Thailand has postponed indefinitely a tender to sell up to half-a-million tonnes of rice from bulging stockpiles as it tries to avoid low prices against the backdrop of rising world supplies, a senior Commerce Ministry official said on Monday.
The delay is another sign of trouble looming for Thailand's two-year old policy to pay farmers more for their grain than its value on global markets, which has strained government finances and cost the nation its spot as the world's top rice exporter.
Traders and industry officials estimate the government holds a record 17 million tonnes of milled rice bought at 15,000 baht (S$648) per tonne, or about 50 per cent above the market rate, in the populist programme to support its farmers.
While officials publicly deny the scheme is in crisis, the government is looking at measures to stem ballooning losses so far estimated at US$6 billion.
Last month, the government said it would hold a tender to sell up to 500,000 tonnes of rice from stocks by mid-April to clear warehouse space for purchases in the second crop, when it is expected to buy around 7 million tonnes of paddy.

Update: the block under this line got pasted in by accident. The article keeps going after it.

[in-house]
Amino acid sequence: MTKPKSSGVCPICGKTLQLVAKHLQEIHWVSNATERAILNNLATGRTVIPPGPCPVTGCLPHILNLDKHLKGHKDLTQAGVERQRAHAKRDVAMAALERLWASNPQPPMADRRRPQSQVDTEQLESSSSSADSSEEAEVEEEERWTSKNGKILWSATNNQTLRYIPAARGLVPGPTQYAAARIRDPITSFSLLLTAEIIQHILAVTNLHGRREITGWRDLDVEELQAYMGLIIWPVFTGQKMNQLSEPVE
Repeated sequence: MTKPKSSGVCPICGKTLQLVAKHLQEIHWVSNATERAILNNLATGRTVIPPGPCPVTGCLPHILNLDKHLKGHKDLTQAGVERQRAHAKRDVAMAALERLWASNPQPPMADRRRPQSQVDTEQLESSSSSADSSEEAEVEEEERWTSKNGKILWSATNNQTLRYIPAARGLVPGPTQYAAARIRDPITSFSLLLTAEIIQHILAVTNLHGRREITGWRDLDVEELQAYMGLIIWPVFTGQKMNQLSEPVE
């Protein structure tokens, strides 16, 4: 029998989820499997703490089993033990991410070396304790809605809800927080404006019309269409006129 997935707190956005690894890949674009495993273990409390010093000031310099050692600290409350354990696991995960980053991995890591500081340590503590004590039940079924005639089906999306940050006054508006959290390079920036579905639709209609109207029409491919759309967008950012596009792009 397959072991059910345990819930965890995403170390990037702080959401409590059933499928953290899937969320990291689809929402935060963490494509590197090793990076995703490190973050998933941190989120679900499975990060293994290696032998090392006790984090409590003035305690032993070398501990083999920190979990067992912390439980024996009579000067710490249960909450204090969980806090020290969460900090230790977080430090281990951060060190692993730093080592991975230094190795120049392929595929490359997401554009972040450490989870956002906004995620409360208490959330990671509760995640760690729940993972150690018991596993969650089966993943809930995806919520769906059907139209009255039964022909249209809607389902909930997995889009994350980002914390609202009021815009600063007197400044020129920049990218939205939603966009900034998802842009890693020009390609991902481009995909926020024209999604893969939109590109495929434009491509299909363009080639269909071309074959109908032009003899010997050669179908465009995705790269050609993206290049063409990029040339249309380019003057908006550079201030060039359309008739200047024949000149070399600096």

"We think that the timing was not very good," said Pranee Siriphan, head of the ministry's Foreign Trade Department. "We need to discuss again in the National Rice Committee later this month when is the right timing."
A major reason for the rethink was rising supply in major producing countries that has already pulled down global rice prices and could prompt low bids from buyers, Pranee said.
Higher supply at a time of thin demand drove down the price of 5 per cent broken rice, a common grade offered by key Asian exporters, to US$385 to US$420 per tonne, from last month's US$400 to US$420.
But the same grade from Thailand is still pegged at US$560 per tonne by the government intervention scheme and a stronger Thai baht currency, which pushes up dollar-based export prices.
Vietnam, the world's number two rice exporter, will produce around 27 million tonnes of milled rice in the 2012/13 crop, flat with the previous year, according to an estimate by the United State Department of Agriculture (USDA).
India, which last year snatched the crown of world's biggest rice exporter from Thailand for the first time, was estimated to produce 99 million tonnes of milled rice, down 5.1 per cent from the previous year.
But New Delhi holds 35.5 million tonnes of rice stockpiles, or nearly three times the government's target of 12.2 million tonnes.
That has encouraged the Indian government to continue its policy to free up grain exports.